The Holden love affair is over; Holdenā€™s timeline in Australia

Tim Dornin
(Australian Associated Press)

 

HOLDEN’S PROUD HISTORY IN AUSTRALIA

1856 – Holden begins as a South Australian saddlery business.

1917 – Holden manufactures vehicle bodies.

1931 – General Motors buys Holden Motor Body Builders.

1948 – The FX, the first Australian-designed car, is released.

1951 – Holden’s first ute goes on sale.

1958 – South Australian manufacturing plant opens at Elizabeth, though it does not assemble its first full car until 1965.

1968 – Kingswood and Monaro enter the market.

1969 – Holden makes its first V8 engine.

1971 – Holden launches the HQ model. Considered by some to be the best Holden ever.

1978 – Commodore replaces Kingswood.

1990 – Holden’s last Australian boss, John Bagshaw, quits.

2003 – Holden opens $400 million V6 engine plant at Port Melbourne, exports to Korea, China and Mexico begin. Toyota takes Holden’s position as top-selling car brand.

2009 – Parent company, General Motors, files for bankruptcy in the US but survives.

2013 – Prime minister Tony Abbott says the government will reduce support for automotive manufacturers despite appeals for help.

2013 – Holden decides to end manufacturing in Australia by 2017. The Holden Commodore is to become a fully-imported car.

2017 – The company rolls its last car off the assembly line on October 20, ending more than 50 years of car production on the Elizabeth site.

2019 – GM announces it will discontinue its Commodore and Astra models in 2020.

2020 – General Motors announces the retirement of the Holden brand in Australia and New Zealand.

For more than 70 years, Australians have had a love affair with Holden cars.

There’s hardly been a local household that hasn’t, at one time or another, had one of the company’s vehicles parked in its driveway.

As a nation, we’ve cheered them on at Bathurst as part of the enduring and often intense motorsport rivalry with Ford.

And we’ve sung along to their jingles, the catchy “football, meat pies, kangaroos and Holden cars” from the 1970s almost rising to the status of Australia’s unofficial national anthem.

But the love affair is no more with US parent company General Motors deciding to dump the brand and focus its efforts in other countries, unwilling to invest the necessary cash to ensure its ongoing viability.

It’s hard to imagine the closure of another company that will evoke the same emotions that the demise of Holden will produce across the nation.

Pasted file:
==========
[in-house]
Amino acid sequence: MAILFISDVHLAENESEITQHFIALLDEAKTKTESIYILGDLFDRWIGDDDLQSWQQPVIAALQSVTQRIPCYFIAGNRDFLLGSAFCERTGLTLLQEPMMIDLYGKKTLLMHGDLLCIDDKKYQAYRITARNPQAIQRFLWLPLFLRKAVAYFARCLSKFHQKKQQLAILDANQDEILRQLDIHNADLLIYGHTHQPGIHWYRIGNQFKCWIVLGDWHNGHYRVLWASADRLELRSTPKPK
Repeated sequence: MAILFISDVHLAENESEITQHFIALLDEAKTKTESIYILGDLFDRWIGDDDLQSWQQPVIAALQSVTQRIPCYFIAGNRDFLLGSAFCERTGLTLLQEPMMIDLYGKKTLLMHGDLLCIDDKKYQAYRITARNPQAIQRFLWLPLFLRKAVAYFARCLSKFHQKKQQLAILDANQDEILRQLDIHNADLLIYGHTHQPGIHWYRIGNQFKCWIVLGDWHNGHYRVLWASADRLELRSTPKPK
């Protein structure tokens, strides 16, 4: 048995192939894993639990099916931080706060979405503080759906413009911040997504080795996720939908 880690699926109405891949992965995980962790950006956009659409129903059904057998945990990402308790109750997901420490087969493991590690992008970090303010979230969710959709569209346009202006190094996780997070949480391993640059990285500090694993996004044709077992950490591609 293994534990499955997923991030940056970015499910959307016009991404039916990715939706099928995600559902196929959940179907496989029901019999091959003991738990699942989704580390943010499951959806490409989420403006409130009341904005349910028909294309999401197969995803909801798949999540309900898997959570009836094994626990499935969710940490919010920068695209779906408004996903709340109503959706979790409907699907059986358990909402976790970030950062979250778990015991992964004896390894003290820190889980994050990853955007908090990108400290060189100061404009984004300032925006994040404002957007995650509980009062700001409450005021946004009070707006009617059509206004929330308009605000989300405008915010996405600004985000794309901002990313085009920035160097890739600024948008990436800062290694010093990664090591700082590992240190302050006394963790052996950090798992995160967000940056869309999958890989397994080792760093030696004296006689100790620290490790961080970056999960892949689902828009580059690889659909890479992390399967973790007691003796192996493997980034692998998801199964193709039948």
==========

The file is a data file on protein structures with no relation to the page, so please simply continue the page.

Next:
Not the least of those are the remaining 800 staff who still work for the company across both Australia and New Zealand.

Clearly upset as he announced the decision to “retire” the brand, interim Chairman and Managing Director Kristian Aquilina said it was a decision made with a “heavy heart”.

“We’re heartbroken,” Mr Aquilina said.

“There’s been lots of tears and lots of hugs. We’re a Holden family and we’re there for each other.

“It is an emotional time. It’s been difficult.”

He reflected on that relationship Australians had with Holden.

“On behalf of Holden and General Motors it has been an absolute privilege for Holden to be there with so many of you for those important experiences in life, family holidays, getting tradies to work, getting your L plates and getting your P plates. Bringing home a newborn. First jobs, last jobs.”

Mr Aquilina talked about providing all the support possible for the 600 staff to lose their jobs, with most of those to be gone by the end of June.

Holden has a plan for “each and every person”, he said.

But what about the rest of us?

What do we do now with our first memories of sitting behind the wheel of our very own Holden?

How do we explain the passions evoked by a classic Holden Monaro or the iconic ute.

And who will we cheer for when the V8s next hit the racetrack?

Among all the car brands to come and go in Australia, Holden was the only one that was essentially ours alone.

For sure, some won’t understand what all the fuss is about.

But for diehard Holden fans, February 17, 2020 will stand out as a day Australia lost part of its soul.

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